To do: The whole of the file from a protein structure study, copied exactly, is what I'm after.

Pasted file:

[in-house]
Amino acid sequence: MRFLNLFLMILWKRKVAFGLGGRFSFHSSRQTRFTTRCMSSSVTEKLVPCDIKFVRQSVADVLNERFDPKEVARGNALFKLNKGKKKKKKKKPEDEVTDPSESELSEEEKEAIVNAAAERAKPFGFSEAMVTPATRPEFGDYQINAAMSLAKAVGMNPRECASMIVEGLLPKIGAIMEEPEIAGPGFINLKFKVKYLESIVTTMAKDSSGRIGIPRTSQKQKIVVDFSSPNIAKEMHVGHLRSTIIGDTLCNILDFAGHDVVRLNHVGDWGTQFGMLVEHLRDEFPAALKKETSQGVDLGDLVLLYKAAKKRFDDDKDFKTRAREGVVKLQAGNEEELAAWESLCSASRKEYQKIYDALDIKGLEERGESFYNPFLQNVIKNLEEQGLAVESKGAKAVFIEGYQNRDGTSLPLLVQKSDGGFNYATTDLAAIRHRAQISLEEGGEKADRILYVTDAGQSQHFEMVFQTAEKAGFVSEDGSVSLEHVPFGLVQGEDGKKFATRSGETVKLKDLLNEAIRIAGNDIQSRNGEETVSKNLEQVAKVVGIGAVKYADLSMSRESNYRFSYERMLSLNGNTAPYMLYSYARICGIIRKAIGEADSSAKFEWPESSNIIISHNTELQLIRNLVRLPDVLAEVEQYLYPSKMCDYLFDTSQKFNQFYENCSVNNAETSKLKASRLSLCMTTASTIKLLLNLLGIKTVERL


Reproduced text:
[in-house]
Amino acid sequence: MRFLNLFLMILWKRKVAFGLGGRFSFHSSRQTRFTTRCMSSSVTEKLVPCDIKFVRQSVADVLNERFDPKEVARGNALFKLNKGKKKKKKKKPEDEVTDPSESELSEEEKEAIVNAAAERAKPFGFSEAMVTPATRPEFGDYQINAAMSLAKAVGMNPRECASMIVEGLLPKIGAIMEEPEIAGPGFINLKFKVKYLESIVTTMAKDSSGRIGIPRTSQKQKIVVDFSSPNIAKEMHVGHLRSTIIGDTLCNILDFAGHDVVRLNHVGDWGTQFGMLVEHLRDEFPAALKKETSQGVDLGDLVLLYKAAKKRFDDDKDFKTRAREGVVKLQAGNEEELAAWESLCSASRKEYQKIYDALDIKGLEERGESFYNPFLQNVIKNLEEQGLAVESKGAKAVFIEGYQNRDGTSLPLLVQKSDGGFNYATTDLAAIRHRAQISLEEGGEKADRILYVTDAGQSQHFEMVFQTAEKAGFVSEDGSVSLEHVPFGLVQGEDGKKFATRSGETVKLKDLLNEAIRIAGNDIQSRNGEETVSKNLEQVAKVVGIGAVKYADLSMSRESNYRFSYERMLSLNGNTAPYMLYSYARICGIIRKAIGEADSSAKFEWPESSNIIISHNTELQLIRNLVRLPDVLAEVEQYLYPSKMCDYLFDTSQKFNQFYENCSVNNAETSKLKASRLSLCMTTASTIKLLLNLLGIKTVERL